Alibaba’s Jack Ma and Tesla’s Elon Musk took opposing views of the risks and potential rewards of artificial intelligence at an event in Shanghai.
The Chinese entrepreneur said he was “quite optimistic” about AI and thought it was nothing for “street smart” people like them to be scared of.
“I don’t know man, that’s like famous last words,” responded Tesla’s chief.
Mr Musk added that technology was evolving faster than our ability to understand it.
The two did, however, agree on one topic: that one of the biggest problems the world is facing is population collapse.
The businessmen are two of the most influential tech leaders shaping the world today.
US-based Mr Musk made his fortune at the digital payments firm PayPal before going on to run electric car-maker Tesla, space rocket company SpaceX and tunnel-transport business The Boring Company among other ventures. He also helped create OpenAI, a San Francisco-based AI research company, although he has since broken ties with it.
Mr Ma co-founded Alibaba, which rivals Amazon for the title of the world’s largest e-retailer and is also one of the world’s largest cloud computing providers. The group is one of the world’s biggest spenders on AI, both within its own business as well as via investments in dozens of third-party companies.
Their 45-minute conversation kicked off the World AI Conference (WAIC), which ties into China’s goal of overtaking the US to become the world’s leading artificial intelligence innovator by 2030.
Mr Ma focused much of his comments on how machine learning could act as a force for good. He said it was something “to embrace” and would deliver fresh insights into how people think.
“When human beings understand ourselves better, then we can improve the world better,” he explained.
Furthermore, he predicted AI would help create new kinds of jobs, which would require less of our time and be centred on creative tasks.
“I think people should work three days a week, four hours a day,” he said.
“In the artificial intelligence period, people can live 120 years.
“At that time we are going to have a lot of jobs which nobody [will] want to do. So, we need artificial intelligence for the robots to take care of the old guys.
“So that’s my view about jobs, don’t worry about it, we will have jobs.”
By contrast, Mr Musk suggested that mass unemployment was a real concern.
“AI will make jobs kind of pointless,” he claimed.
“Probably the last job that will remain will be writing AI, and then eventually, the AI will just write its own software.”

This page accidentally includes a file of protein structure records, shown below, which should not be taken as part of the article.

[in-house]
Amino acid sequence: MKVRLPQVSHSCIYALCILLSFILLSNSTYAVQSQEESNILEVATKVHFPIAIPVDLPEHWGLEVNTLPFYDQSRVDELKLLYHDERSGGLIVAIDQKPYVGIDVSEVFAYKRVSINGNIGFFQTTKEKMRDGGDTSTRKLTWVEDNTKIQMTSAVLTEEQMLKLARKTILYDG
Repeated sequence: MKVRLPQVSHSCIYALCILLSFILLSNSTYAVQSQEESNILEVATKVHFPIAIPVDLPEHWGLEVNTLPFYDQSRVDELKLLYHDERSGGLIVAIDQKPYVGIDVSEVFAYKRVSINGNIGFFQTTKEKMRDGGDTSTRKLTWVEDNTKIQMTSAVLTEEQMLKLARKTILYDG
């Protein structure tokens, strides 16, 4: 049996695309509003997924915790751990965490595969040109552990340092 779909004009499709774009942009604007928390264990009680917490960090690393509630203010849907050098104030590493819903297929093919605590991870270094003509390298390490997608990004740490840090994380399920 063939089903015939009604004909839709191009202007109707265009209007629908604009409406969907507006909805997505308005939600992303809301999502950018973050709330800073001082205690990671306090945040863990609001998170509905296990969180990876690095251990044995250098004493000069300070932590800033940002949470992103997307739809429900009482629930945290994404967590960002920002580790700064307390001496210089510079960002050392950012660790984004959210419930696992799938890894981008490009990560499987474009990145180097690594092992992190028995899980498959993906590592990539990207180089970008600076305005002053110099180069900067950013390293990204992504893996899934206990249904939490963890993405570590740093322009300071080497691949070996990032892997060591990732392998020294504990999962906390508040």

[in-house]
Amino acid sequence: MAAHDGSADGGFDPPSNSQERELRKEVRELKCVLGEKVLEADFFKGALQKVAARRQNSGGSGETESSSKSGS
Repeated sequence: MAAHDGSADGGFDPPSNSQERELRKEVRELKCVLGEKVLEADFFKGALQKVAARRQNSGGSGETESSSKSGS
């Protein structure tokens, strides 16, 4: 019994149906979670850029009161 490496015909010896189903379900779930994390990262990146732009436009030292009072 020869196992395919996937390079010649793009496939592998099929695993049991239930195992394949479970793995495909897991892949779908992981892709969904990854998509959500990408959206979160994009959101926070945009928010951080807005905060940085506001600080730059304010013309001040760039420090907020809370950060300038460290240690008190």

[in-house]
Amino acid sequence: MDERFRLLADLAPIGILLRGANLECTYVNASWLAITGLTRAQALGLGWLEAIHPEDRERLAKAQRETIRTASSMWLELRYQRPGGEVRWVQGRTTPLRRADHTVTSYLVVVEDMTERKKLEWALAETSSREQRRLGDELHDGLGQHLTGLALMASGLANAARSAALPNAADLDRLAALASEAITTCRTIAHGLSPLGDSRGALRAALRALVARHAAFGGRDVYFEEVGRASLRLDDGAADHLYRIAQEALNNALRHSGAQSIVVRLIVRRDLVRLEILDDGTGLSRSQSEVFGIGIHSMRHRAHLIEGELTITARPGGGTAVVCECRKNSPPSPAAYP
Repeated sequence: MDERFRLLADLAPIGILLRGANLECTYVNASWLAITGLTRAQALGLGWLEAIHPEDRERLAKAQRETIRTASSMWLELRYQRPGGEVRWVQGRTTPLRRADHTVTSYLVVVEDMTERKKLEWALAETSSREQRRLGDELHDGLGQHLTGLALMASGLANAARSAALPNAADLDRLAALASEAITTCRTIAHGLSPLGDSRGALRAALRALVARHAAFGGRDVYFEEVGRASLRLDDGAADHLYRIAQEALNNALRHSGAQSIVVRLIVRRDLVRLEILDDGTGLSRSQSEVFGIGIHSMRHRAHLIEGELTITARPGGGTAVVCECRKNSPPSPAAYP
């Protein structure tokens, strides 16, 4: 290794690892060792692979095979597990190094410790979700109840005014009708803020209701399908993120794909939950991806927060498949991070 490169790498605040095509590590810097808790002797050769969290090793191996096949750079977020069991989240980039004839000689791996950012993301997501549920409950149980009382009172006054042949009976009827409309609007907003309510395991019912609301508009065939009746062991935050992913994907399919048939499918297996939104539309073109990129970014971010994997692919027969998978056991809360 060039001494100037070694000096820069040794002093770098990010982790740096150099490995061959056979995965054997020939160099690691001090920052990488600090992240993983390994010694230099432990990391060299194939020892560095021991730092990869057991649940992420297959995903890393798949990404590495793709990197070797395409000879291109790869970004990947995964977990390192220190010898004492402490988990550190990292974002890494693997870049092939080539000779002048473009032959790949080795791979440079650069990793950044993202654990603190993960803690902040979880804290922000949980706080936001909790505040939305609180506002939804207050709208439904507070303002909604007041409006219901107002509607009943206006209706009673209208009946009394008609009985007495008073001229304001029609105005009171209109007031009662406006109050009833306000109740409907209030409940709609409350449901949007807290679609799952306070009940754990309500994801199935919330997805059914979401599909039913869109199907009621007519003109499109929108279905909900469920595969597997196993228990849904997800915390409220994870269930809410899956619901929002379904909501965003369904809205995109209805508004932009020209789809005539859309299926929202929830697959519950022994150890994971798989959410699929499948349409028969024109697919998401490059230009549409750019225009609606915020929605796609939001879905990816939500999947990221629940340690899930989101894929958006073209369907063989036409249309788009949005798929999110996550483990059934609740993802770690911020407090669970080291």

He added that there was a risk that human civilization could come to an end and ultimately be seen as a staging post for a superior type of life.
“You could sort of think of humanity as a biological boot loader for digital super-intelligence,” Mr Musk explained.
“A boot loader is… sort of like the minimal bit of code necessary for a computer to start.
“You couldn’t evolve silicon circuits. There needed to be biology to get there.”
To avoid such a fate, he said we needed to find a way to connect our brains to computers so that we could “go along for the ride with AI” – something he is trying to achieve via one of his latest start-ups.
Otherwise, he cautioned, AI would become weary of trying to communicate with humans, as we would be much slower thinkers in comparison.
“Human speech to a computer will sound like very slow tonal wheezing, kind of like whale sounds,” Mr Musk explained.
“What’s our bandwidth? Like a few hundred bits per second, basically, maybe a few kilobits per second, if you’re going to be generous.
“Whereas a computer can easily communicate at a terabit level. So, the computer will just get impatient if nothing else. It’ll be like talking to a tree – that’s humans.
“It will be barely getting any information out.”
By contrast, Mr Ma acknowledged that AI could now beat humans at games like chess and Go, but claimed computers would only be one of several intelligent tools that we would develop in time.
“Don’t worry about the machines,” he said.
“For sure, we should understand one thing: that man can never make another man.
“A computer is a computer. A computer is just a toy.
“Man cannot even make a mosquito. So, we should have a confidence. Computers only have chips, men have the heart. It’s the heart where the wisdom comes from.”
Although Mr Ma acknowledged that we needed to find ways to become “more creative and constructive”, he concluded that “my view is that [a] computer may be clever, but human beings are much smarter”.
Mr Musk responded: “Yeah, definitely not.
“It’s going to get to the point where [AI] just can completely simulate a person in every way possible, like many people simultaneously,” he added.
“In fact, there’s a strong argument, we’re in the simulation right now.”
Towards the end of the event the two men came together on one point – that concerns about overpopulation were misguided.
“Assuming… there’s a benevolent future with AI, I think that the biggest problem the world will face in 20 years is population collapse,” said Mr Musk
“I want to emphasise this, the biggest issue in 20 years will be population collapse, not explosion collapse.”
Mr Ma said he was absolutely in agreement.
“One point four billion in China sounds a lot, but I think [over the] next 20 years we’ll see this thing bring big trouble to China,” he said.
“And the speed of population decreasing is going to speed up. Now you’ve got a collapse.”
However, he suggested, using AI to help people live longer, healthier lives could be part of the solution.